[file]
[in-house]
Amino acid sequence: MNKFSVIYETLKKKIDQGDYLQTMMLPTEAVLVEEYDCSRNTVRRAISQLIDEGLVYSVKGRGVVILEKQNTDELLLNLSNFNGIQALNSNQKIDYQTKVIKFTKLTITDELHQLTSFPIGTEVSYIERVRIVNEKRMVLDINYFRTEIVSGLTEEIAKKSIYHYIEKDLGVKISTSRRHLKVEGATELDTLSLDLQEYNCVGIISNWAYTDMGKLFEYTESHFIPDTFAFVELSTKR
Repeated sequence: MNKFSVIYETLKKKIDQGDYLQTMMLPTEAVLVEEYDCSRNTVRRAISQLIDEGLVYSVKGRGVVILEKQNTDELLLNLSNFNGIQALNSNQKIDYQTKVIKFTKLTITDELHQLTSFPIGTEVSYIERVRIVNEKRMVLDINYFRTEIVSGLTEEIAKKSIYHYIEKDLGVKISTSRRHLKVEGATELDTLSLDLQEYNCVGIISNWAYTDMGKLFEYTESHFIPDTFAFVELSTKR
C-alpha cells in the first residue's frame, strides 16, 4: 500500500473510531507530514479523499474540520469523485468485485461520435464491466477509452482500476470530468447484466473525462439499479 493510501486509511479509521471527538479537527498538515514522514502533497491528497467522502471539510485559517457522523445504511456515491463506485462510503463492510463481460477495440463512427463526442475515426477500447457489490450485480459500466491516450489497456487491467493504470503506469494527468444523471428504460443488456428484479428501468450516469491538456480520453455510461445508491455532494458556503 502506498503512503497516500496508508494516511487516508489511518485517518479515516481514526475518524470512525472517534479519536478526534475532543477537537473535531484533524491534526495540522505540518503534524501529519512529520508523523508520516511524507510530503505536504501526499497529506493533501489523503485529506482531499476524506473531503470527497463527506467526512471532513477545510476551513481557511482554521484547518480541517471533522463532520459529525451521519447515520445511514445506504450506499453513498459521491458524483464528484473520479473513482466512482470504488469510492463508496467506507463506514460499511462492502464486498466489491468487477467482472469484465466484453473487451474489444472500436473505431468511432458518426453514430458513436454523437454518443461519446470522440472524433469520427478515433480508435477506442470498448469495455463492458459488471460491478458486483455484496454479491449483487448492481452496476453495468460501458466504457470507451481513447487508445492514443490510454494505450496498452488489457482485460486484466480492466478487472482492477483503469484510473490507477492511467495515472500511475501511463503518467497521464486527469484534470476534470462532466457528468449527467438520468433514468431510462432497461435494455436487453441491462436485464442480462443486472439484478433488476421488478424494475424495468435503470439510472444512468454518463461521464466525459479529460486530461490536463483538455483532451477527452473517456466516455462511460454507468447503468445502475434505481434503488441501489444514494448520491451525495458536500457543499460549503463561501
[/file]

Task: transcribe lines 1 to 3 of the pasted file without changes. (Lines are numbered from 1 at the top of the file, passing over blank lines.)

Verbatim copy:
[in-house]
Amino acid sequence: MNKFSVIYETLKKKIDQGDYLQTMMLPTEAVLVEEYDCSRNTVRRAISQLIDEGLVYSVKGRGVVILEKQNTDELLLNLSNFNGIQALNSNQKIDYQTKVIKFTKLTITDELHQLTSFPIGTEVSYIERVRIVNEKRMVLDINYFRTEIVSGLTEEIAKKSIYHYIEKDLGVKISTSRRHLKVEGATELDTLSLDLQEYNCVGIISNWAYTDMGKLFEYTESHFIPDTFAFVELSTKR
Repeated sequence: MNKFSVIYETLKKKIDQGDYLQTMMLPTEAVLVEEYDCSRNTVRRAISQLIDEGLVYSVKGRGVVILEKQNTDELLLNLSNFNGIQALNSNQKIDYQTKVIKFTKLTITDELHQLTSFPIGTEVSYIERVRIVNEKRMVLDINYFRTEIVSGLTEEIAKKSIYHYIEKDLGVKISTSRRHLKVEGATELDTLSLDLQEYNCVGIISNWAYTDMGKLFEYTESHFIPDTFAFVELSTKR